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Cervical Collars Can Cause Secondary Injuries In Trauma Patients

January 25, 2010

 The application of a cervical collar on a trauma victim can cause more harm to the patient, leading to secondary injuries or even death, according to experts at Baylor College of Medicine in a study that appears in the current online edition of the Journal of Trauma.

“Cervical extrication collars are put on about 15 million times a year in the United States alone by emergency medical personnel or doctors in hospitals to protect the cervical spine in case of a bad injury. It is known that after a person has a bad injury, you can create a secondary injury very easily,” said Dr. John Hipp, assistant professor of orthopedic surgery at BCM and senior author of the paper. “We have discovered that the cervical collar, in the case of a really bad injury, not only doesn’t protect the spine but can actually make things a lot worse.”

Simulated injuries

Researchers simulated dissociative injuries, injuries in which there is a separation between two segments in the neck due to a ruptured ligament, in nine cadavers, and then applied cervical collars based on standard Emergency Medical Services protocol. Using a variety of imaging technologies, they found that applying the cervical collar caused an abnormal increased separation between the vertebrae at the injury level.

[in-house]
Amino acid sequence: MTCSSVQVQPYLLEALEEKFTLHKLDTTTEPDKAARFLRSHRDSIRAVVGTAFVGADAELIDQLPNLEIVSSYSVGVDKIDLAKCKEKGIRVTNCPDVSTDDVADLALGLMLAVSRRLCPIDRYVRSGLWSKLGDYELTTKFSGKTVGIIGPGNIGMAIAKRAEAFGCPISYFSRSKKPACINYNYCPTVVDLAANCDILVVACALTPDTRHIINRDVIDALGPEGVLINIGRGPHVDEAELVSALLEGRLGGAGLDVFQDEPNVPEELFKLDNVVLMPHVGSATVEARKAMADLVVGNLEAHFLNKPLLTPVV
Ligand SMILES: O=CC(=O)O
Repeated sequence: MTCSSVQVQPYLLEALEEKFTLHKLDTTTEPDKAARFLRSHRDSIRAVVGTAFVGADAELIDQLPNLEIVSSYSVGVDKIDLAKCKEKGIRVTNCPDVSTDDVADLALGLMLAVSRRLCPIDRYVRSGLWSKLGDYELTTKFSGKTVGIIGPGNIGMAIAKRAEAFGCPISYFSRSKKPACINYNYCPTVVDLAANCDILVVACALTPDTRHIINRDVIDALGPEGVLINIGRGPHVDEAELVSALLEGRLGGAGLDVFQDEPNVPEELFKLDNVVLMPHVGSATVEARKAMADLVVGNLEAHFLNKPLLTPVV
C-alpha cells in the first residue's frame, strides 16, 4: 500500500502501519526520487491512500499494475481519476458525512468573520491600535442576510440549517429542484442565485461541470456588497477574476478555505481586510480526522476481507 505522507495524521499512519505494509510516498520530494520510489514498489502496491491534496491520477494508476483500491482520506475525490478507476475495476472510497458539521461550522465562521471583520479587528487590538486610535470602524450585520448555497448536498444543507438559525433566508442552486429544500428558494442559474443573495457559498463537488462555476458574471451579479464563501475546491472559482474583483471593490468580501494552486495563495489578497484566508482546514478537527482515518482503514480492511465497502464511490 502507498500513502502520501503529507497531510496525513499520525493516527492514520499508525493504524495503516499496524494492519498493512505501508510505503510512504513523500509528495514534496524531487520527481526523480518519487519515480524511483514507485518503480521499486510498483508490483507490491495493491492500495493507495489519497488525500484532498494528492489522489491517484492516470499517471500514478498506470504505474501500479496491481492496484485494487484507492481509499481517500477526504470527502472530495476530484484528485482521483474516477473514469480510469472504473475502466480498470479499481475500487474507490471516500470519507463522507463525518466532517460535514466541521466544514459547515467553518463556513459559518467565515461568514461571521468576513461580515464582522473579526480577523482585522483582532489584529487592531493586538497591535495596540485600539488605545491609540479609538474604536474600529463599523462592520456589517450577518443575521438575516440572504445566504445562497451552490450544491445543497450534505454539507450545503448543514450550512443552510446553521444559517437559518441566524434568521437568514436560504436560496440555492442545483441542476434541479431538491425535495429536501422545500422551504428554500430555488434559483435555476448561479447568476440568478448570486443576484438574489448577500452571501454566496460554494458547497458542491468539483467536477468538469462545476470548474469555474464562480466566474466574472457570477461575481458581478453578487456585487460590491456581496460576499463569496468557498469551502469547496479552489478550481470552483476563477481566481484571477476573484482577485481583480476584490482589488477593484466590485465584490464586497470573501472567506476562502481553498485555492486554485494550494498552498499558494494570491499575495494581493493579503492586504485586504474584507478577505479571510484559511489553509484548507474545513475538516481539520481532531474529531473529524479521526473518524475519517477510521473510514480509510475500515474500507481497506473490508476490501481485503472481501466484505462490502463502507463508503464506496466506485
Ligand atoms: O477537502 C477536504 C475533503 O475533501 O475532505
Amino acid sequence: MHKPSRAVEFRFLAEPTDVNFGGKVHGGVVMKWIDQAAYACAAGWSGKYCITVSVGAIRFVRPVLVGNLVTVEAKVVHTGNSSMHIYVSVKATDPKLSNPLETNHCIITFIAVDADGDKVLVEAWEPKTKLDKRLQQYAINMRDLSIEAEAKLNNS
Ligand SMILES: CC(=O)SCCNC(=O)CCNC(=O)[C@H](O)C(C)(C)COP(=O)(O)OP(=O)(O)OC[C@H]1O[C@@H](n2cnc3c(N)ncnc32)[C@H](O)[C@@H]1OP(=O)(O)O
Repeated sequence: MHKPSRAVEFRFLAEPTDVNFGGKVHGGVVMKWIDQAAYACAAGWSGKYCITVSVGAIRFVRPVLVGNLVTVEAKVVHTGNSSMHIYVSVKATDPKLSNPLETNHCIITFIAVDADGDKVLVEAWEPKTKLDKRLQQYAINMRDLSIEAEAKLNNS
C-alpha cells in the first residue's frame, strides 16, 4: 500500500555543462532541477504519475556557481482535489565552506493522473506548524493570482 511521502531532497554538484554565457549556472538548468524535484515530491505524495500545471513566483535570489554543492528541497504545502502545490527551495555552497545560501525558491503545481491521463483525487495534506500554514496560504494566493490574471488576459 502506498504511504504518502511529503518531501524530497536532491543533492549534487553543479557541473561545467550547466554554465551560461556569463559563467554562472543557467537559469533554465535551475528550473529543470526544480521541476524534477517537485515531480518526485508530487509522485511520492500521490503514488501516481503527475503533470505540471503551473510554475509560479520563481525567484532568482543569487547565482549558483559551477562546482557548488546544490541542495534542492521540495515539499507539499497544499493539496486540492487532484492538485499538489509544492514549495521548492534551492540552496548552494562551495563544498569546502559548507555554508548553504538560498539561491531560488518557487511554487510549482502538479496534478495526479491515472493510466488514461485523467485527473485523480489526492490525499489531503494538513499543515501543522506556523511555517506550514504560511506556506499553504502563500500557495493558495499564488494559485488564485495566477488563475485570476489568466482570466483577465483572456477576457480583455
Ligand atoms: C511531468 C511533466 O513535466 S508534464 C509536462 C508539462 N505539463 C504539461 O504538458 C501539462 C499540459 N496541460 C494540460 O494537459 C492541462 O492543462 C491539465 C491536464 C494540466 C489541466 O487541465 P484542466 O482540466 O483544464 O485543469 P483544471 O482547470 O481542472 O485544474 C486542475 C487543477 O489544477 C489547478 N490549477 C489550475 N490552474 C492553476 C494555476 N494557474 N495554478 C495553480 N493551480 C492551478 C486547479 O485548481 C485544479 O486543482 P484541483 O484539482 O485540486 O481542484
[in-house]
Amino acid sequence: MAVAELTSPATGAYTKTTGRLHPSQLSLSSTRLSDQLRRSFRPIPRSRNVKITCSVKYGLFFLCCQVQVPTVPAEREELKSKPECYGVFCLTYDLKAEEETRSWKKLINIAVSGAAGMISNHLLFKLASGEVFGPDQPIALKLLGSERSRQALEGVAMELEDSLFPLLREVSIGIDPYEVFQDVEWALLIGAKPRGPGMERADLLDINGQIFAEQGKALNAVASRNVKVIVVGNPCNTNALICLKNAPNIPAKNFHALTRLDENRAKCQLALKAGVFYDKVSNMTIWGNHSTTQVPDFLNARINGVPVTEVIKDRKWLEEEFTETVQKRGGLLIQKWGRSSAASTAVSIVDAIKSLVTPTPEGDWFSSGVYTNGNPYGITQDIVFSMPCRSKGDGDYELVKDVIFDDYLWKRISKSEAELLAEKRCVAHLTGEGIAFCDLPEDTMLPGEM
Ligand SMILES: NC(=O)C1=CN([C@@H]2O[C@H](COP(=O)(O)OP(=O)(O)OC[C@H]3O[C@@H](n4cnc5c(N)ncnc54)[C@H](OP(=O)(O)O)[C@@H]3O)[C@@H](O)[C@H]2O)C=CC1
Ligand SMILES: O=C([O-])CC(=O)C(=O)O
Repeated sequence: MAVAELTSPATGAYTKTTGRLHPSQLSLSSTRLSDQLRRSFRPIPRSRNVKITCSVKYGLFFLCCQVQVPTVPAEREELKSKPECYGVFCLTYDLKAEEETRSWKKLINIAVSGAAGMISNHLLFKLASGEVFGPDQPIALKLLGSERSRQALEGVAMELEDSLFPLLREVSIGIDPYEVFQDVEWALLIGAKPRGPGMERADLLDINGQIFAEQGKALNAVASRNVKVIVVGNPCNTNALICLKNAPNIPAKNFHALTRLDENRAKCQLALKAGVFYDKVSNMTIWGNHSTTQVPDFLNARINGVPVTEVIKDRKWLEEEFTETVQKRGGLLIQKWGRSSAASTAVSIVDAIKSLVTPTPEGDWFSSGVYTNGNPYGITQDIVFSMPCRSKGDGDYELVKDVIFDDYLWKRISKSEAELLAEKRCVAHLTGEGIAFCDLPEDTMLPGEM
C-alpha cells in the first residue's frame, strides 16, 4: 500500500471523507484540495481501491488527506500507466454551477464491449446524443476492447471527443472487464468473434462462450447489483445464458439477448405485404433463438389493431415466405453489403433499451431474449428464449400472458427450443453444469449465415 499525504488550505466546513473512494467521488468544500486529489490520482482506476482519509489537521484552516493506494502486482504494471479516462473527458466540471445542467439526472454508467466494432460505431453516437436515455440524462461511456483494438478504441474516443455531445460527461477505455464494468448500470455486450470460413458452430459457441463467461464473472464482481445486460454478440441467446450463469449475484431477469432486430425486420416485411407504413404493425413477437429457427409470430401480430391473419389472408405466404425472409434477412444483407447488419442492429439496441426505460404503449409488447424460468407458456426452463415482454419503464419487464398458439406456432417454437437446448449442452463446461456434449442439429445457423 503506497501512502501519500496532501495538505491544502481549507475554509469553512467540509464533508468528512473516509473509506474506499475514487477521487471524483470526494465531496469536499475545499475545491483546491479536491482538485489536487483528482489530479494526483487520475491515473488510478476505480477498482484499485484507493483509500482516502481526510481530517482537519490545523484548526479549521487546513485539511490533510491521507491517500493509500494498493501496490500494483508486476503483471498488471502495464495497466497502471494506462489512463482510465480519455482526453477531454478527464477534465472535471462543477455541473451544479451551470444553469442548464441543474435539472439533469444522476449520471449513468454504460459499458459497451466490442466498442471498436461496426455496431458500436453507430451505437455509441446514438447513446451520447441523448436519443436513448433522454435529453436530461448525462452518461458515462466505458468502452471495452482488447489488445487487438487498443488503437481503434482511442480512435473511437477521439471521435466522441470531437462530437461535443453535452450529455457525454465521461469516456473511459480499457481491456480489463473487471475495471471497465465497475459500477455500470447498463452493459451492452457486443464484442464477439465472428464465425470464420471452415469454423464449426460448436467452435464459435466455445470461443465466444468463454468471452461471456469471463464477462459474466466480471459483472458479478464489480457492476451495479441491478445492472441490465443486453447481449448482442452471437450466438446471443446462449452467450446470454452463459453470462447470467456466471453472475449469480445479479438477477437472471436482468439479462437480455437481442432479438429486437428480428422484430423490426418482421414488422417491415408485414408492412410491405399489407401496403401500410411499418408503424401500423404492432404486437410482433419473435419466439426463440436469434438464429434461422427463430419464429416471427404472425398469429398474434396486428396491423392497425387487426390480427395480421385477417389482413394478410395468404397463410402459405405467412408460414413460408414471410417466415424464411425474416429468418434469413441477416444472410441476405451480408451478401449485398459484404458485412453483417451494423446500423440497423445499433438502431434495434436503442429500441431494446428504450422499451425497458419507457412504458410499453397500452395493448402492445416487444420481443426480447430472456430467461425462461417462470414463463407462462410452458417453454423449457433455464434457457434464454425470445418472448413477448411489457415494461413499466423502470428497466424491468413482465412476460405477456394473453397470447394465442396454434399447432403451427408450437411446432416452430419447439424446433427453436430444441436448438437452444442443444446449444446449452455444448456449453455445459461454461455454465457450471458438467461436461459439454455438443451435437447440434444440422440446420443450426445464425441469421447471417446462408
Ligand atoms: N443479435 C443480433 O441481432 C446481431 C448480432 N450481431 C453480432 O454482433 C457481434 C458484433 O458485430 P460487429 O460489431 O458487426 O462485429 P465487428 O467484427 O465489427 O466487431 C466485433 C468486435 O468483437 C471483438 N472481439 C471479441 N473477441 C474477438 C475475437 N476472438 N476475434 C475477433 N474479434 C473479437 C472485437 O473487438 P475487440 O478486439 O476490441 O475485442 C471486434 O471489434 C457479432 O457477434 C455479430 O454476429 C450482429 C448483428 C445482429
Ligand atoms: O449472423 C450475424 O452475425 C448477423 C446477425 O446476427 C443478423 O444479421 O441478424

“We found that the cervical collar tends to pull the head away from the torso, which can create a separation and lead to secondary injury,” said Dr. Peleg Ben-Galim, assistant professor of orthopedic surgery at BCM, and lead author of the study.

Cause of secondary injuries

These secondary injuries can lead to quadriplegia or even death.

“The cervical collars may not be the best option in all cases,” said Ben-Galim.

There needs to be additional research to see whether another stabilization method can help avoid this separation between the vertebrae, said Hipp.

Others who participated in the study include Drs. Kenneth Mattox and Charles Reitman of BCM, and Drs. Niv Dreiangel and S. Babak Kalantar, who were at BCM at the start of the research.

Funding for this study came from BCM’s Department of Orthopedic Surgery and the Benjamin Ford Kitchen Professorship in Orthopedic Surgery.

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